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Rogers v. Ryan

United States District Court, E.D. Michigan, Southern Division

June 20, 2019

RODNEY D. ROGERS, Plaintiff,
v.
MATTHEW RYAN, ET AL., Defendants.

          OPINION AND ORDER ADDRESSING MAGISTRATE JUDGE'S MAY 2, 2019 REPORT AND RECOMMENDATION AND PLAINTIFF'S OBJECTIONS THERETO

          LINDA V. PARKER U.S. DISTRICT JUDGE

         This is a civil rights action brought pursuant to 42 U.S.C. § 1983 on July 19, 2016, which arises from Plaintiff's arrest three years earlier. The Court has referred the matter to Magistrate Judge David R. Grand for all pretrial matters pursuant to 28 U.S.C. § 636(b). (ECF No. 9.) The matter is presently before the Court on Plaintiff's objections to an order issued by Magistrate Judge Grand on May 2, 2019. (ECF No. 168.)

         In that order, Magistrate Judge Grand denied Plaintiff's request to file a Second Amended Complaint to plead “official capacity” claims against the individual defendants because an official capacity claim is another name for a Monell claim against a municipality and Plaintiff already has been denied leave to assert such a claim. Magistrate Judge Grand also struck the Amended Complaint Plaintiff filed on April 18, 2019, because Plaintiff did not obtain leave of court to file the amended pleading and had previously been precluded from adding the defendants he names in the pleading. Plaintiff filed objections to Magistrate Judge Grand's order on May 20, 2019, which are signed and dated on May 15, 2019. (ECF No. 170.)

         Standard of Review

         Magistrate Judge Grand's May 2, 2019 order was a non-dispositive decision. When a party objects to a magistrate judge's non-dispositive decision, the reviewing court must affirm unless the objecting party demonstrates that the ruling is “clearly erroneous” or “contrary to law.” Fed.R.Civ.P. 72(a); 28 U.S.C. § 636(b)(1)(A). The “clearly erroneous” standard does not empower a reviewing court to reverse a magistrate judge's finding because it would have decided the matter differently. See, e.g., Anderson v. Bessemer City, N.C. , 470 U.S. 564, 573-74 (1985). Instead, the “clearly erroneous” standard is met when despite the existence of evidence to support the finding, the court, upon reviewing the record in its entirety, “is left with the definite and firm conviction that a mistake has been committed.” Id. (quoting United States v. U.S. Gypsum Co., 333 U.S. 364, 395 (1948)).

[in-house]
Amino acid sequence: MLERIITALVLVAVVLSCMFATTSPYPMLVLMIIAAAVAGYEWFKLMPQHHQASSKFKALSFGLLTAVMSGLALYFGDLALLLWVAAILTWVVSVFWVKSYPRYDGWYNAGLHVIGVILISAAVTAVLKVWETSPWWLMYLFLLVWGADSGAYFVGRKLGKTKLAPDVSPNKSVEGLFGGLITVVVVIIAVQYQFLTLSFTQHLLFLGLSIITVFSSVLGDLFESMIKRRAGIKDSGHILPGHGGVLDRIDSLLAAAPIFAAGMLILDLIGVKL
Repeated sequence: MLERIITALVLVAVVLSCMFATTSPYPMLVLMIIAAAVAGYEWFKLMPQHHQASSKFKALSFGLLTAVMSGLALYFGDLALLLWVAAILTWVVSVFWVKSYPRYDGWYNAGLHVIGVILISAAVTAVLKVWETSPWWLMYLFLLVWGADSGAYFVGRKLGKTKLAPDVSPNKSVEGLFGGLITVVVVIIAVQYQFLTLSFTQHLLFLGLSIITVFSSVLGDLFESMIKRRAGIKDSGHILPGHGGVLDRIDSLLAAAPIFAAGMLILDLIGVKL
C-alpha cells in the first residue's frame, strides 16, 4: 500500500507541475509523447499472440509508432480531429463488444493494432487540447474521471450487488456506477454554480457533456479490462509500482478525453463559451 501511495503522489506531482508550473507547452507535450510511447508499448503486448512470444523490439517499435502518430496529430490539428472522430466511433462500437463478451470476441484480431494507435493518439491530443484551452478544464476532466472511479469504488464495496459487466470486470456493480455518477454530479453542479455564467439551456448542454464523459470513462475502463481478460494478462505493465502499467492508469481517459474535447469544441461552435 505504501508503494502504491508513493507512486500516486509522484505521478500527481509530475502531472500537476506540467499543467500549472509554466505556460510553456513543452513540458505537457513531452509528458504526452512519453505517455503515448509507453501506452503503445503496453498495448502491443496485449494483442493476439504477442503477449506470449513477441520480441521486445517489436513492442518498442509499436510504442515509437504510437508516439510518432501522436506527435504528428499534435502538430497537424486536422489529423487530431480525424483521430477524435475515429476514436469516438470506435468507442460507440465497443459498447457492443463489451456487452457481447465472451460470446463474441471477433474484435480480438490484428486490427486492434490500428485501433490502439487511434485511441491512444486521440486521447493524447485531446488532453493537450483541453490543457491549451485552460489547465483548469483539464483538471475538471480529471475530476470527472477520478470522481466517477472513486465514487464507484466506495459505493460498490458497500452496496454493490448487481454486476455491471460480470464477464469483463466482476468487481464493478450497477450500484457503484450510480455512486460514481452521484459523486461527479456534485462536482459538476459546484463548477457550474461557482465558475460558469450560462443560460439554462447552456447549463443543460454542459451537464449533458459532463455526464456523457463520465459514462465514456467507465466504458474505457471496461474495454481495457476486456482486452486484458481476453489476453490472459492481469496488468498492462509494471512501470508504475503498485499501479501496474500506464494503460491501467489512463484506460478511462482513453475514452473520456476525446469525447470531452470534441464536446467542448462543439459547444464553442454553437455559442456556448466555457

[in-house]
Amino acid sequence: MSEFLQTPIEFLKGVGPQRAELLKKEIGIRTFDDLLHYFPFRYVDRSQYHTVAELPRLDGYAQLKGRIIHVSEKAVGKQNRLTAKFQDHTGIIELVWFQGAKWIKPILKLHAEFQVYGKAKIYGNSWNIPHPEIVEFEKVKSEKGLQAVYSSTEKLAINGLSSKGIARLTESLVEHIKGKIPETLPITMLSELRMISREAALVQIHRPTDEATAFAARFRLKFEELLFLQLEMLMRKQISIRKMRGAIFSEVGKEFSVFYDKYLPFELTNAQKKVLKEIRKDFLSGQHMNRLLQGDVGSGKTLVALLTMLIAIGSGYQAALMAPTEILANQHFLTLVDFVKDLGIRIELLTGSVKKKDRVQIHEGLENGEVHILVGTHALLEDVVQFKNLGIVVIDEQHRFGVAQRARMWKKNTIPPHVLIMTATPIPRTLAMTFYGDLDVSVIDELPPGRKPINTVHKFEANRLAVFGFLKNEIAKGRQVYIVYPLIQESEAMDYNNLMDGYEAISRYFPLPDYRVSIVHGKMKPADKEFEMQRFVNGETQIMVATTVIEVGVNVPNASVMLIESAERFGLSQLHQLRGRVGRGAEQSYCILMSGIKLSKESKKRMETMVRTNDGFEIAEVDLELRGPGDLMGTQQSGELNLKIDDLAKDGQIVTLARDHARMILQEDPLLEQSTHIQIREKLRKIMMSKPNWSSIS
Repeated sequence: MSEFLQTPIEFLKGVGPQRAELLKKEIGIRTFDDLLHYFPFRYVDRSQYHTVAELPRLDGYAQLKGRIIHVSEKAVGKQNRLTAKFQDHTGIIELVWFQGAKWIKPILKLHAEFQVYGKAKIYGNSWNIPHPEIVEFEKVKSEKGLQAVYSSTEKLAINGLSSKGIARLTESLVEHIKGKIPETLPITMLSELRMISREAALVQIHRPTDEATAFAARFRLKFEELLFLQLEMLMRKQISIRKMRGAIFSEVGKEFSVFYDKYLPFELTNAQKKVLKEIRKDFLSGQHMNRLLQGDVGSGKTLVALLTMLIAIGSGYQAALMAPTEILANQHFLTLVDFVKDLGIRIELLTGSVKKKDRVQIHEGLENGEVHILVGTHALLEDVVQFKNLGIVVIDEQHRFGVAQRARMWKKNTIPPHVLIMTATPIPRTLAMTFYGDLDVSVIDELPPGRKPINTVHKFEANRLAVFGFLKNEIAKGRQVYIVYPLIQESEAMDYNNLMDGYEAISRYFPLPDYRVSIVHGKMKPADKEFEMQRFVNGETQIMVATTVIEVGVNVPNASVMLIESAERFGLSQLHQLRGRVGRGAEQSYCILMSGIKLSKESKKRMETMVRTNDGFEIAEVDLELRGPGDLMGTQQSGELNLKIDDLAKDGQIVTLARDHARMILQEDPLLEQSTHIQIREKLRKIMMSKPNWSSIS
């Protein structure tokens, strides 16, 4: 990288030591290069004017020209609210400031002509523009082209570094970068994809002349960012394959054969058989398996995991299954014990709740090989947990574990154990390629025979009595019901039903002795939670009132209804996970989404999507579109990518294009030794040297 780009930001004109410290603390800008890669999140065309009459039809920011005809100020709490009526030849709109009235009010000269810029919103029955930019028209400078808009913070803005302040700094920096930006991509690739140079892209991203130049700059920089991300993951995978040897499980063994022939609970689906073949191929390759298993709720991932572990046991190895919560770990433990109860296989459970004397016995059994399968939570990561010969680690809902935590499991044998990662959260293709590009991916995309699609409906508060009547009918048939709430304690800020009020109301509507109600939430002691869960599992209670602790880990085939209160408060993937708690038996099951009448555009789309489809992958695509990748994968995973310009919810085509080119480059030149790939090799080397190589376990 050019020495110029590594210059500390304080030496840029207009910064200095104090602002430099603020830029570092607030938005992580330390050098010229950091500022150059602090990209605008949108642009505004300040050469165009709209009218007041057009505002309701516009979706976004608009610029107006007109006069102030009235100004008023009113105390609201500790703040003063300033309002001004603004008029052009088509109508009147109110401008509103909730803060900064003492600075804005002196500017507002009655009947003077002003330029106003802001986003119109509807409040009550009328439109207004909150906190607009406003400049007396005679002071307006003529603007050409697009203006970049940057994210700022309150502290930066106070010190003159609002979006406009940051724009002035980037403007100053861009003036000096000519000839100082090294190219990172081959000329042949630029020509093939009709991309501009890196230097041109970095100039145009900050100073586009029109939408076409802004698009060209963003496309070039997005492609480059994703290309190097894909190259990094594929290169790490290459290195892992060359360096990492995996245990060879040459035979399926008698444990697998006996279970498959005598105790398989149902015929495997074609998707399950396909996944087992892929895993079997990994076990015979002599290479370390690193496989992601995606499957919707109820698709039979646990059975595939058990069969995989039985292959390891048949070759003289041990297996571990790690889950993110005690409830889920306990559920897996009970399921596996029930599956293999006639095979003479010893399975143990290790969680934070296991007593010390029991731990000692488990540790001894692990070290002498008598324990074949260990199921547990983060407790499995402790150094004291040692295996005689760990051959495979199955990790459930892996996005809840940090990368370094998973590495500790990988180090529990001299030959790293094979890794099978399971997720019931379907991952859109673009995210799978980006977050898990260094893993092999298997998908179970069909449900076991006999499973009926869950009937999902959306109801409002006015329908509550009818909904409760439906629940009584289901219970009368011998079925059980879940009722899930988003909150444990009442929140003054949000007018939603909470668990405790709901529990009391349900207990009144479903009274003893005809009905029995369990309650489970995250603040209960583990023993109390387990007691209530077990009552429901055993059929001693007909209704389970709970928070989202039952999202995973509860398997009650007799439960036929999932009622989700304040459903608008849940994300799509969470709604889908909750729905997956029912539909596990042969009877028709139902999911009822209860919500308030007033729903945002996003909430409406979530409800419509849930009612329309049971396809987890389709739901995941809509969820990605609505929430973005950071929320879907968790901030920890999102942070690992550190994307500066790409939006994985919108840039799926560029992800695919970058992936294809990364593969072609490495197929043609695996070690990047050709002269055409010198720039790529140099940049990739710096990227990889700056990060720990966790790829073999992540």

Analysis

         In his objections, Plaintiff argues that he should be permitted to add official capacity claims against the individual defendants because they allegedly violated his rights while performing their duties as police officers. Plaintiff's objections- as well as his continued attempts to amend his complaint-suggest that he still does not appreciate the difference between his claims against these officers in their “individual capacities” as police officers and a claim against them in their “official capacities”-which is not surprising as these concepts are not straight-forward and may be confusing to individuals untrained in the law.

         Plaintiff's § 1983 claims against Defendants in their individual capacities seeks to hold them liable for their conduct as state actors which allegedly deprived Plaintiff of his federal constitutional rights. See 42 U.S.C. § 1983. Personal liability against a state official in his or her individual capacity can be established under § 1983 by showing “that the official, acting under color of state law, caused the deprivation of a federal right.” Kentucky v. Graham, 473 U.S. 159, 166 (1985). In comparison, a claim against a defendant in his or her official capacity “is not a suit against the official but rather is a suit against the official's office[.]” Will v. Mich. Dep't of State Police, 491 U.S. 58, 71 (1989). To establish official capacity liability, a plaintiff must: “(1) identify a municipal policy or custom; (2) connect that policy or custom to the municipality; and (3) show that the execution of the policy or custom caused a constitutional injury.” See Garner v. Memphis Police Dep't, 8 F.3d 358, 364 (6th Cir. 1993); see also Graham, 473 U.S. at 166 (noting that official capacity suits are treated as suits against the governmental entity and that a municipality's “ ‘policy or custom' must have played a part in the violation of federal law”). Magistrate Judge Grand has not allowed Plaintiff to plead an official capacity claim because he presents no allegations suggesting that a policy or custom of the City or Detroit Police Department was the moving force behind the alleged violations of his civil rights.

         For that reason, Magistrate Judge Grand's decision was neither “clearly erroneous” nor “contrary to law.” Fed.R.Civ.P. 72(a); 28 U.S.C. § 636(b)(1)(A).

         This Court therefore rejects Plaintiff's objections and AFFIRMS Magistrate Judge Grand's May 2, 2019 order (ECF No. 168.)

         IT ...


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